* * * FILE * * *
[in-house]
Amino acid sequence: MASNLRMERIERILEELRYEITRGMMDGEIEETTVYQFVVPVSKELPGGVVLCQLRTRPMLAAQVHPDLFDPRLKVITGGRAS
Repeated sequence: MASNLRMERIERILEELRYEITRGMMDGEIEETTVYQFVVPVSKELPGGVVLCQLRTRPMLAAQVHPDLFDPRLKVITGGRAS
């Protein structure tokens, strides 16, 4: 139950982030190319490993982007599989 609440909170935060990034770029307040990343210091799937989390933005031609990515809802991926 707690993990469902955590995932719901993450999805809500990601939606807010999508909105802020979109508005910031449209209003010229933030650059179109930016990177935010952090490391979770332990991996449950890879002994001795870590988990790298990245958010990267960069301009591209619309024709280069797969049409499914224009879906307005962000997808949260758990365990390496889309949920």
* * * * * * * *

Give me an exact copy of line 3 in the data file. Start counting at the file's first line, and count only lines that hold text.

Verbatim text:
Repeated sequence: MASNLRMERIERILEELRYEITRGMMDGEIEETTVYQFVVPVSKELPGGVVLCQLRTRPMLAAQVHPDLFDPRLKVITGGRAS